Some Energy Stocks Have Power
The S&P 1500 Energy Sector Index has lived up to its name over the last decade, powering past the other nine sectors of the index with an annualized total return of 12.7%. But just looking at the decade by itself obscures the most interesting aspect of the story.
In the last five years, the energy sector returned an annualized 17.2%, third-lowest among sectors during a period when the broader index returned an annualized 23.5%. But in the previous five years, a period ended February 2009, the energy sector returned an annualized 8.4%, one of only three sectors to post a positive return and by far the strongest of those.
You might be tempted, looking at energy's 10-year returns, to simply label the group pricey and stay away. But S&P 1500 energy stocks average Quadrix Value scores of 67, among the highest of any sector. The sector averages Overall scores of 59, in line with the index average.
Energy's returns are highly correlated with oil prices; they tend to rise when oil prices rise, and vice versa. West Texas Intermediate per-barrel oil prices have nearly tripled over the last decade. However, they haven't done much over the last three years, and neither have energy stocks.
The sector is coming off a particularly weak quarter. Only 55% of S&P 500 Index energy stocks topped fourth-quarter profit expectations, well below the 65% for all index stocks. The sector's per-share profits probably fell more than 8% from the year-earlier quarter, by far the worst of any sector. Hurt by unimpressive results and disappointing guidance, profit-growth expectations for the sector have fallen sharply since the start of the year.
However, we have a cautiously positive outlook for energy stocks, particularly those leveraged to U.S. production. According to the U.S. Energy Information Administration, monthly oil production in this country averaged 235 million barrels in the three months ended November, up 69% from five years ago and the strongest since 1989.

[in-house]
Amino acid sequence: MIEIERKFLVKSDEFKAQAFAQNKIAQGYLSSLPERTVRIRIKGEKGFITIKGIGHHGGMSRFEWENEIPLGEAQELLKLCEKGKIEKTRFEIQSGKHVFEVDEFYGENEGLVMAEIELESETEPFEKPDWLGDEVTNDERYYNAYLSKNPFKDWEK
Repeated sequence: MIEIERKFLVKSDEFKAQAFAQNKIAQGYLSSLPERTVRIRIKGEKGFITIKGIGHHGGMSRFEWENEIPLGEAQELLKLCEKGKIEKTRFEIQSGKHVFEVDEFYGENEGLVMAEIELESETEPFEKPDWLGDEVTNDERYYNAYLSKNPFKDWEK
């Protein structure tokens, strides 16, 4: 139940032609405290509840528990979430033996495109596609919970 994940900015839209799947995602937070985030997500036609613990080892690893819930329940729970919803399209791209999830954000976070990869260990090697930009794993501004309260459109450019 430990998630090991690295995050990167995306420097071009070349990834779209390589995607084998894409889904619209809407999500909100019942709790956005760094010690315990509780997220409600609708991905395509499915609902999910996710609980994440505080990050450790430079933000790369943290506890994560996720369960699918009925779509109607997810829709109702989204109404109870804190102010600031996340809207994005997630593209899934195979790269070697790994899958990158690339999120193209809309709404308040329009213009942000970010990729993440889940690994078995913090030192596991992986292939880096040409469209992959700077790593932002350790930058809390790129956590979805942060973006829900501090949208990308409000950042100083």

At the moment we favor energy-services companies and independent producers with demonstrably superior production-growth potential. Bucking the industry trend, most of our recommended energy stocks are expected to post solid profit growth in the year ahead.
Helmerich & Payne's ($99; HP) fleet of drilling rigs enjoys a technological advantage over many of its peers, allowing the company to steadily expand its return on equity and operating profit margins, both up in three consecutive years. With rig utilization in the U.S. land market on the rise, management anticipates modestly higher demand and prices in 2014.
After delivering a 58% total return over the last year, H&P trades at 17 times trailing earnings, a 7% premium to the median for S&P 1500 oil-and-gas drillers. However, the stock yields 2.5% and looks attractively priced relative to estimated annual profit growth of 14% over the next five years. H&P is a Focus List Buy and a Long-Term Buy.
Schlumberger's ($92; SLB) earnings per share rose 26% and cash from operations 46% in 2013 on sales growth of 7%. Free cash flow totaled $3.84 billion, compared to just $210 million in 2012, paving the way for a 28% dividend increase announced in January — its biggest hike since 2007.
Management expects improvement in the U.S. and Europe to accelerate global growth in oil demand. Schlumberger had counted on Russia to contribute, but operations there could be disrupted if the U.S. or Europe impose economic sanctions in retaliation for Russia's invasion of Ukraine. The consensus expects per-share profits to jump 21% to $5.73 this year. Shares trade at 16 times estimated 2014 earnings, a 7% discount to the median for S&P 1500 oil-and-gas equipment and services stocks. Schlumberger, yielding 1.7%, is a Focus List Buy and a Long-Term Buy.
Whiting Petroleum ($71; WLL) CEO James Volker predicts the Bakken shale formation will become a large source — possibly the primary source — of oil for the Midwest and Northeast regions within a year. The Williston Basin, an area that contains the Bakken, accounts for nearly 75% of Whiting's production. At current production levels, Whiting estimates it has 22 years of drilling inventory in the Williston Basin.
Despite weather-related delays, Whiting said in late February that production should rise 11% to 13% in the March quarter and 17% to 19% in 2014. That production guidance exceeded analyst expectations and could cause 2014 profit estimates to drift higher in coming weeks. For now, the consensus projects 3% lower earnings per share this year, attributable in part to last year's $860 million sale of oil-producing assets in Oklahoma. Whiting Petroleum is a Focus List Buy and a Long-Term Buy.
Shares of Chevron ($115; CVX) and Exxon Mobil ($97; XOM) are each down at least 4% so far in 2014, as the energy giants find it increasingly expensive to tread water. Both companies posted lower profits and sales for the December quarter as production continued to decline. They spent a combined $71.65 billion on exploration and other capital projects last year, up 10%. For all that spending, production expectations are rather dim — Chevron targets 0.5% higher production in 2014, while Exxon hopes for 2% to 3% growth by 2017.
Although both stocks offer solid yields, investors would do better to look elsewhere. Chevron and Exxon Mobil are rated C (below average).